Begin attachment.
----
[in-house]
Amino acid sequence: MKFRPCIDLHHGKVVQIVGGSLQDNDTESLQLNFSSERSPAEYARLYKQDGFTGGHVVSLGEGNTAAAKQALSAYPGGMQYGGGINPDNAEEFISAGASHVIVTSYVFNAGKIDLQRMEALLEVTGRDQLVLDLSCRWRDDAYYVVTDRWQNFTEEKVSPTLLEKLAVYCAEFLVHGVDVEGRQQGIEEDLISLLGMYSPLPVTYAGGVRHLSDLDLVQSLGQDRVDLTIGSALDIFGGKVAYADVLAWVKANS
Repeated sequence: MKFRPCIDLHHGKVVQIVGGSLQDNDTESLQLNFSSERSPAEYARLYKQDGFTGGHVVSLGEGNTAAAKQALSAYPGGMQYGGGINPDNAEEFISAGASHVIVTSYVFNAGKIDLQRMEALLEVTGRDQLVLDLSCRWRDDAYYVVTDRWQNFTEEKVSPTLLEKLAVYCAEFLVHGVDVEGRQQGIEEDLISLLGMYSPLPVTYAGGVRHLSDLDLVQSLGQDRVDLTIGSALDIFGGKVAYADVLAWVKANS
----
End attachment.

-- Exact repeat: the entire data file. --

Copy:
[in-house]
Amino acid sequence: MKFRPCIDLHHGKVVQIVGGSLQDNDTESLQLNFSSERSPAEYARLYKQDGFTGGHVVSLGEGNTAAAKQALSAYPGGMQYGGGINPDNAEEFISAGASHVIVTSYVFNAGKIDLQRMEALLEVTGRDQLVLDLSCRWRDDAYYVVTDRWQNFTEEKVSPTLLEKLAVYCAEFLVHGVDVEGRQQGIEEDLISLLGMYSPLPVTYAGGVRHLSDLDLVQSLGQDRVDLTIGSALDIFGGKVAYADVLAWVKANS
Repeated sequence: MKFRPCIDLHHGKVVQIVGGSLQDNDTESLQLNFSSERSPAEYARLYKQDGFTGGHVVSLGEGNTAAAKQALSAYPGGMQYGGGINPDNAEEFISAGASHVIVTSYVFNAGKIDLQRMEALLEVTGRDQLVLDLSCRWRDDAYYVVTDRWQNFTEEKVSPTLLEKLAVYCAEFLVHGVDVEGRQQGIEEDLISLLGMYSPLPVTYAGGVRHLSDLDLVQSLGQDRVDLTIGSALDIFGGKVAYADVLAWVKANS